HBx protein expression in HBECs

HBx protein expression in transferred HBECs was identified by immunocytochemistry. Positive signals could be observed sporadically in the HBx gene transfected cell cultures (Figure 4B). As for the HBECs in the blank control and empty vector control, there are no such observable positive signals (Figures 4A, C).

Figure 4
Figure 4 HBx protein expression in transferred HBECs assayed by ultrasensitive immunocytochemistry. The blank vector and OPTI-MEN transfected HBECs showed no expression of HBx protein (A, C), but pale brown positive signals scattered in pCMV- X vector transferred HBECs (B). Immunocytochemis-try (S-P methods, × 200).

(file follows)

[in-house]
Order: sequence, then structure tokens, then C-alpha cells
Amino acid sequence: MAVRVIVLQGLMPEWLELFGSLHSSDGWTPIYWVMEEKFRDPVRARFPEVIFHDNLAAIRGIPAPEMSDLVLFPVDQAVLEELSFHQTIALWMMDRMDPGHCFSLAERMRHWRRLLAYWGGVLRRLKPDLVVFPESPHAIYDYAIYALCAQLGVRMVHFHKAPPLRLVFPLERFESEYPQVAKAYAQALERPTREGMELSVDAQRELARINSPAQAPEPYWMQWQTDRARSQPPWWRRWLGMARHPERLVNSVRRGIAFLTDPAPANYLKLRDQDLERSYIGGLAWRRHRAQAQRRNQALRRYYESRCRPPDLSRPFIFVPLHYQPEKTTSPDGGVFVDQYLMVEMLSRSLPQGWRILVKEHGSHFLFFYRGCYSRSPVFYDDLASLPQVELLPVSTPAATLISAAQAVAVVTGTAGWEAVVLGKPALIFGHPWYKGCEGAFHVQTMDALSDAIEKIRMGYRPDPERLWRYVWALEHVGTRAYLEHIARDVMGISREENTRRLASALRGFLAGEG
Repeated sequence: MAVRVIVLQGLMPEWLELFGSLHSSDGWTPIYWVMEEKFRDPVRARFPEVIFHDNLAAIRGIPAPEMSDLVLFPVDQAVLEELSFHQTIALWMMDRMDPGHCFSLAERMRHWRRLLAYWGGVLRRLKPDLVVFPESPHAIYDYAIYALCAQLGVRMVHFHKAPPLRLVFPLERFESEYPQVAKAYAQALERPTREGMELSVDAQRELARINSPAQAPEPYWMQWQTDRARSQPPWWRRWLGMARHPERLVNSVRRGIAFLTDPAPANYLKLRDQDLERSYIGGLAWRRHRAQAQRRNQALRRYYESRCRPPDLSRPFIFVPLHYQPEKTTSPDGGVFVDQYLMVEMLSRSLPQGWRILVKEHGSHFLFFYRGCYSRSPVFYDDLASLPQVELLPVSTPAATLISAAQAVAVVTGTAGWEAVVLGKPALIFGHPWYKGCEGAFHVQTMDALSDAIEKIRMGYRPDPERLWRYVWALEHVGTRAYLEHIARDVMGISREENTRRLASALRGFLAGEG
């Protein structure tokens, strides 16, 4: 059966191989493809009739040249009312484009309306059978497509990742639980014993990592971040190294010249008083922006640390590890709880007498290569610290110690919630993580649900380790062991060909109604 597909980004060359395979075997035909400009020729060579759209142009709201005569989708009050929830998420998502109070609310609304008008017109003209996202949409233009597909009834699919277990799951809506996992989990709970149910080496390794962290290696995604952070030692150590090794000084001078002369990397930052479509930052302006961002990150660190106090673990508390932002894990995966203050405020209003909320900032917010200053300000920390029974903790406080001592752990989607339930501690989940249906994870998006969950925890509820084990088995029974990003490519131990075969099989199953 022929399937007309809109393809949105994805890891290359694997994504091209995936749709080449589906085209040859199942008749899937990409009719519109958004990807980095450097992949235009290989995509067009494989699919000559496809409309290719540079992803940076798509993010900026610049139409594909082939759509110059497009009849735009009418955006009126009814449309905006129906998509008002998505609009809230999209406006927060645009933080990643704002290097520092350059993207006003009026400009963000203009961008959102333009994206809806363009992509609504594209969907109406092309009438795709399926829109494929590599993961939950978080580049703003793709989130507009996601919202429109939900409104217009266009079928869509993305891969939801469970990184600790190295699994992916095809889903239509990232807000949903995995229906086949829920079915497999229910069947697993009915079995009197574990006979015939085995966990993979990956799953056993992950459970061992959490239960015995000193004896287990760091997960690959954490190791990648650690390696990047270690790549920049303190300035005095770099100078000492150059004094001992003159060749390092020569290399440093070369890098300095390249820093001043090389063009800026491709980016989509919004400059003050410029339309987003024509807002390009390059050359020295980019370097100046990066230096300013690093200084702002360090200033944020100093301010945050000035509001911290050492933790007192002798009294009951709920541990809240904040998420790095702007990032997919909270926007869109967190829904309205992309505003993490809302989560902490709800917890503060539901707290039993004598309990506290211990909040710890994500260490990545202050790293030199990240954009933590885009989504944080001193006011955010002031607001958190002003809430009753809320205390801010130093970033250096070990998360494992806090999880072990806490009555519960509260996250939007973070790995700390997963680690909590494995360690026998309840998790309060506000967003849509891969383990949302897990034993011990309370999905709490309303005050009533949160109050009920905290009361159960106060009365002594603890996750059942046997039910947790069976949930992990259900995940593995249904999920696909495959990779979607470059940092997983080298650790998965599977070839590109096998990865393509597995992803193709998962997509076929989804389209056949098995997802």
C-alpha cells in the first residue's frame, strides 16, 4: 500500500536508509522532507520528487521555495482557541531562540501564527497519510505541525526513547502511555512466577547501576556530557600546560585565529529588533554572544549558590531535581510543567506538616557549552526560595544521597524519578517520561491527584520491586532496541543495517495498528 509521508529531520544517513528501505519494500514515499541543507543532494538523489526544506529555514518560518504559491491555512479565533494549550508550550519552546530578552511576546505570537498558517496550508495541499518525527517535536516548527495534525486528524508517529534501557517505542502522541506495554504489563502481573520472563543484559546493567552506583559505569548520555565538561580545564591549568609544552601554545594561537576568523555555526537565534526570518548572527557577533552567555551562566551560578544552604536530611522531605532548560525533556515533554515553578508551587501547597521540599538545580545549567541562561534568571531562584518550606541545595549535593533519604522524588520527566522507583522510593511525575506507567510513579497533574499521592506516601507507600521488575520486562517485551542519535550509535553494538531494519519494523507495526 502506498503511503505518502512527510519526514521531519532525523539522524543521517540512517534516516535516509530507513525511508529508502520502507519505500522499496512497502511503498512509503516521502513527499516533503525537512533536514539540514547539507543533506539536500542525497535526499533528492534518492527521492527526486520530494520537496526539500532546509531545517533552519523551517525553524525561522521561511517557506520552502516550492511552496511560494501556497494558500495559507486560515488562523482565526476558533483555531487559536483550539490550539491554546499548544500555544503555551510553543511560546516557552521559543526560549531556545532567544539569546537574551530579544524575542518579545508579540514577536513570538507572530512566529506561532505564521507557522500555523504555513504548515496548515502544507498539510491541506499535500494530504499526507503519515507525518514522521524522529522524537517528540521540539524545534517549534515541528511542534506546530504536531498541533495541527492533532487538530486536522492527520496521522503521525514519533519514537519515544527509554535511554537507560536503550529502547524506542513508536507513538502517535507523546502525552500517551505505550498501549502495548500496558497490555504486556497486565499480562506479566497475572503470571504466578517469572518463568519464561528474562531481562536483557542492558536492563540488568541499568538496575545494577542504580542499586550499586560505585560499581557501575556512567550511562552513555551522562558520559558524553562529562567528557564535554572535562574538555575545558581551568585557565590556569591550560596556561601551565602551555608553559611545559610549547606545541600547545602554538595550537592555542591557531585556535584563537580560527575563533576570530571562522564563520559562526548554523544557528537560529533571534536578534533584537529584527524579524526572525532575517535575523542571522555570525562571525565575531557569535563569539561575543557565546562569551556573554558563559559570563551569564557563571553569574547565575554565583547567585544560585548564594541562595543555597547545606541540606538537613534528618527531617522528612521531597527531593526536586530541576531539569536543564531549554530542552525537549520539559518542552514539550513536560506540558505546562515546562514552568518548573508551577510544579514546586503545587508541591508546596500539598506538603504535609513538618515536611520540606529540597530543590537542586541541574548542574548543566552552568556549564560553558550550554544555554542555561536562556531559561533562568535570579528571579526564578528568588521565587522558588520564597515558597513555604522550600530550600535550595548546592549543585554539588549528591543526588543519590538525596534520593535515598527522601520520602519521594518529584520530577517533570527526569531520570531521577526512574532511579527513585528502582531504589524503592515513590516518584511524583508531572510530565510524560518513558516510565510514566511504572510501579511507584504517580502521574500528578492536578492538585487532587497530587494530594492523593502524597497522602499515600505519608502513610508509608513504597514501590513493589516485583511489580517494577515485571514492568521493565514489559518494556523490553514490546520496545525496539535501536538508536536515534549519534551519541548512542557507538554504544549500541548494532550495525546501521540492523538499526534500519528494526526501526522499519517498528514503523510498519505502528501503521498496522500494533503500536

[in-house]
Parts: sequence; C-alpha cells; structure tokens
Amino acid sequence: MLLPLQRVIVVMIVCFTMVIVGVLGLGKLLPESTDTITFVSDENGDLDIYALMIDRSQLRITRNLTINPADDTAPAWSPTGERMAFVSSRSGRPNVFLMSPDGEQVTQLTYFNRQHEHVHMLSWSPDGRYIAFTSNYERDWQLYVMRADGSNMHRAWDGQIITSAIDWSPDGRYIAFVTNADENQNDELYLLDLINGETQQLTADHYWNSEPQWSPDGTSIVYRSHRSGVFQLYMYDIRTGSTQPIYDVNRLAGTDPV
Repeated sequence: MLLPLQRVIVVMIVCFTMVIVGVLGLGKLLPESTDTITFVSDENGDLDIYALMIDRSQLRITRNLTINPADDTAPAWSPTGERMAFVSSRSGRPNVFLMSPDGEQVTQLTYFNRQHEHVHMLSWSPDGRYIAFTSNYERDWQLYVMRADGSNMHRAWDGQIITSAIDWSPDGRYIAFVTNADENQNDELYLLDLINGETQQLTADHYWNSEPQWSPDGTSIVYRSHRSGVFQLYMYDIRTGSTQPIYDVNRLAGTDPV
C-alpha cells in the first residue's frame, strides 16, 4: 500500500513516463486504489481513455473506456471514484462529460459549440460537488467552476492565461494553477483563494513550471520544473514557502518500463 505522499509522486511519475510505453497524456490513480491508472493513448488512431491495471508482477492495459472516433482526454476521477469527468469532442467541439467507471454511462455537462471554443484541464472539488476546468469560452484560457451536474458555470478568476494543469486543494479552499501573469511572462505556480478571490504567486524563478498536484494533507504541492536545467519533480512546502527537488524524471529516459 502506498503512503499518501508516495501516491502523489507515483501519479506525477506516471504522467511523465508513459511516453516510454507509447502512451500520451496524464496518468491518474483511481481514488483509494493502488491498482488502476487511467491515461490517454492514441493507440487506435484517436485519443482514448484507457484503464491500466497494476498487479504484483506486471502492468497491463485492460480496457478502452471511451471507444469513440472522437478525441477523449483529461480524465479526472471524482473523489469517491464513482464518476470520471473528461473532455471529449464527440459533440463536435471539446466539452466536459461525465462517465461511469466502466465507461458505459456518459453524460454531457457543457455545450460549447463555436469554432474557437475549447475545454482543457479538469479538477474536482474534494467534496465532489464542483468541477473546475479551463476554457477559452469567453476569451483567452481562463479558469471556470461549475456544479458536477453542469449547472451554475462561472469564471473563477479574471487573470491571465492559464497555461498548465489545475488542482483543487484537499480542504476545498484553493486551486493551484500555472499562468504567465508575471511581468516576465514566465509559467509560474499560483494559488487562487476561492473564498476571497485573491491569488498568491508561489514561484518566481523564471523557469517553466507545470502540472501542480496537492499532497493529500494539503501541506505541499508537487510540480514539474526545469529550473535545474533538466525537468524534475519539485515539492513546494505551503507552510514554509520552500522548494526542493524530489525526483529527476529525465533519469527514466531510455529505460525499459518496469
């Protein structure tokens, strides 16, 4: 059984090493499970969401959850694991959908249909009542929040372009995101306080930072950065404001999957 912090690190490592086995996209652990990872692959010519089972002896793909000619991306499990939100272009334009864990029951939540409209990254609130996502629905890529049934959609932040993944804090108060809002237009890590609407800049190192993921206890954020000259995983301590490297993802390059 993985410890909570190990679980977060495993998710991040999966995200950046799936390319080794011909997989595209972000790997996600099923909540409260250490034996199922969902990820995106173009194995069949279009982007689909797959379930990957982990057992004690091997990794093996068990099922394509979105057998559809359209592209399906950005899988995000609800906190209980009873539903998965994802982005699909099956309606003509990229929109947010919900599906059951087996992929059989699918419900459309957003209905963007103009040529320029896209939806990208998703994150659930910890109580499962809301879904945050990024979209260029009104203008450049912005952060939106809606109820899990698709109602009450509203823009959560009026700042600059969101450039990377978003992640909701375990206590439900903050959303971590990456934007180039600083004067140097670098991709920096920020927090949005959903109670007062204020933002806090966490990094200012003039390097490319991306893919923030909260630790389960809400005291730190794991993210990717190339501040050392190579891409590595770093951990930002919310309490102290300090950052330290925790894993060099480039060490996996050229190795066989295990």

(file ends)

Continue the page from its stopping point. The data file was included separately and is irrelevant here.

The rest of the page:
HBECs were isolated from normal human bile duct epithelia and cultured in vitro. As no retroviral transduction with SV-40 large T antigen cDNA was performed, the cells were not immortalized. They were really primary culture cells and would only grow for a few passages before becoming senescent, the cells simply stopped dividing and died eventually. Though there was expression of telomerase endogenous genes (such as the telomerase RNA component gene) in this kind of finite cell lines, telomerase was inactivated as the expression of hTERT was repressed. The inhibition of hTERT expression originated from the presence of numerous transcription factors in the core promoter of hTERT. Transcriptional repressors such as p53[14,15], Mad1[16,17] and myeloid -specific zinc finger protein 2[18], could specifically inhibit the transcriptional expression of hTERT mRNA in normal human somatic cells. Our results confirmed this hypothesis. When we transferred the empty vector and OPTI-MEN medium into the HBECs, we could not assay the expression of hTERT mRNA. Dramatic hTERT mRNA expression in HBECs transfected with HBx gene showed that HBx gene could cis-activate transcriptional expression of hTERT gene. An early study also showed that normal human cells could restore the telomerase activity in the presence of other oncogenic viruses[19]. It has been reported that HBV genome was integrated into the promoter region of hTERT both in HuH-4 human hepatocellular carcinoma-derived cell line[5] and in liver tumor tissues[20]. The integration of HBV enhancer upstream of the hTERT promoter cis-activated hTERT gene transcription in HuH-4 cells[5]. It is known that the up-regulation of telomerase activity could be observed in hepatocellular carcinoma cell line HepG2 after transferred with X gene[6]. Together with our results, this was a most important demonstration of transcriptional regulation of telomerase gene through HBx gene in carcinogenesis of both human hepatocarcinomas and cholangiocarcinomas. The precise mechanism of such an action is still unknown.